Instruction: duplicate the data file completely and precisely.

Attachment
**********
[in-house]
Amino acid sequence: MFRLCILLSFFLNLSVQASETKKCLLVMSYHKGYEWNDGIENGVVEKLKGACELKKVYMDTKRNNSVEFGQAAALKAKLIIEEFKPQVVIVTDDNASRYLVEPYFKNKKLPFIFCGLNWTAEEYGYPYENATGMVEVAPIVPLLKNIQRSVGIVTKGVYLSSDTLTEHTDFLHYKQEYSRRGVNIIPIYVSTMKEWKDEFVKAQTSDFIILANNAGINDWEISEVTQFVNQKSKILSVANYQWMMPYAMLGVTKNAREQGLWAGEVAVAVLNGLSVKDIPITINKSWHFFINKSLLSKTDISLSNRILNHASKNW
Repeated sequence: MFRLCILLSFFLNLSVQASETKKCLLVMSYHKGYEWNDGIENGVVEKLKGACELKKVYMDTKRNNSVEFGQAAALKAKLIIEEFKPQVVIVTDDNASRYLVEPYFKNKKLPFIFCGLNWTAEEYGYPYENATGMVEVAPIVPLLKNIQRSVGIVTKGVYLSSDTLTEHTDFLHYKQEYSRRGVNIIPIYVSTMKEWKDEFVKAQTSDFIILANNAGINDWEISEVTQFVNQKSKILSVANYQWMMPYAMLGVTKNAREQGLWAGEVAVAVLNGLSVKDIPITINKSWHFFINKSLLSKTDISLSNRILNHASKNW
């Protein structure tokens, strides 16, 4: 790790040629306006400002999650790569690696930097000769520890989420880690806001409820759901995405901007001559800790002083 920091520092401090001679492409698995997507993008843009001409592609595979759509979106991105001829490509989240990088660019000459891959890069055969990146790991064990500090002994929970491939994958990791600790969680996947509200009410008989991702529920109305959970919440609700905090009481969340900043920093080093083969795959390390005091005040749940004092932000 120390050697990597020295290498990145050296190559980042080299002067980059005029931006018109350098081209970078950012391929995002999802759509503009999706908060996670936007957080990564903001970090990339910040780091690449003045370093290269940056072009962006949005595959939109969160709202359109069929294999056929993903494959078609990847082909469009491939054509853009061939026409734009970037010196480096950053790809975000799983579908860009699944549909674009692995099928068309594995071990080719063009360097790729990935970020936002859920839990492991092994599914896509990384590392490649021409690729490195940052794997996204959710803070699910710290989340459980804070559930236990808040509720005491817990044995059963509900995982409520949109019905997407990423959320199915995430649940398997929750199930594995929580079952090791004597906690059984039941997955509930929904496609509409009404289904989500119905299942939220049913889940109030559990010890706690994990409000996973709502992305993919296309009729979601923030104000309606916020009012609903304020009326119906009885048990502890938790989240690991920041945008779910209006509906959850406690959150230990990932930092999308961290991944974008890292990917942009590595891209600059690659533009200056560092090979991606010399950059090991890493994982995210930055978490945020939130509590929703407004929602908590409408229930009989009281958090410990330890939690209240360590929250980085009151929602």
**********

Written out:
[in-house]
Amino acid sequence: MFRLCILLSFFLNLSVQASETKKCLLVMSYHKGYEWNDGIENGVVEKLKGACELKKVYMDTKRNNSVEFGQAAALKAKLIIEEFKPQVVIVTDDNASRYLVEPYFKNKKLPFIFCGLNWTAEEYGYPYENATGMVEVAPIVPLLKNIQRSVGIVTKGVYLSSDTLTEHTDFLHYKQEYSRRGVNIIPIYVSTMKEWKDEFVKAQTSDFIILANNAGINDWEISEVTQFVNQKSKILSVANYQWMMPYAMLGVTKNAREQGLWAGEVAVAVLNGLSVKDIPITINKSWHFFINKSLLSKTDISLSNRILNHASKNW
Repeated sequence: MFRLCILLSFFLNLSVQASETKKCLLVMSYHKGYEWNDGIENGVVEKLKGACELKKVYMDTKRNNSVEFGQAAALKAKLIIEEFKPQVVIVTDDNASRYLVEPYFKNKKLPFIFCGLNWTAEEYGYPYENATGMVEVAPIVPLLKNIQRSVGIVTKGVYLSSDTLTEHTDFLHYKQEYSRRGVNIIPIYVSTMKEWKDEFVKAQTSDFIILANNAGINDWEISEVTQFVNQKSKILSVANYQWMMPYAMLGVTKNAREQGLWAGEVAVAVLNGLSVKDIPITINKSWHFFINKSLLSKTDISLSNRILNHASKNW
């Protein structure tokens, strides 16, 4: 790790040629306006400002999650790569690696930097000769520890989420880690806001409820759901995405901007001559800790002083 920091520092401090001679492409698995997507993008843009001409592609595979759509979106991105001829490509989240990088660019000459891959890069055969990146790991064990500090002994929970491939994958990791600790969680996947509200009410008989991702529920109305959970919440609700905090009481969340900043920093080093083969795959390390005091005040749940004092932000 120390050697990597020295290498990145050296190559980042080299002067980059005029931006018109350098081209970078950012391929995002999802759509503009999706908060996670936007957080990564903001970090990339910040780091690449003045370093290269940056072009962006949005595959939109969160709202359109069929294999056929993903494959078609990847082909469009491939054509853009061939026409734009970037010196480096950053790809975000799983579908860009699944549909674009692995099928068309594995071990080719063009360097790729990935970020936002859920839990492991092994599914896509990384590392490649021409690729490195940052794997996204959710803070699910710290989340459980804070559930236990808040509720005491817990044995059963509900995982409520949109019905997407990423959320199915995430649940398997929750199930594995929580079952090791004597906690059984039941997955509930929904496609509409009404289904989500119905299942939220049913889940109030559990010890706690994990409000996973709502992305993919296309009729979601923030104000309606916020009012609903304020009326119906009885048990502890938790989240690991920041945008779910209006509906959850406690959150230990990932930092999308961290991944974008890292990917942009590595891209600059690659533009200056560092090979991606010399950059090991890493994982995210930055978490945020939130509590929703407004929602908590409408229930009989009281958090410990330890939690209240360590929250980085009151929602």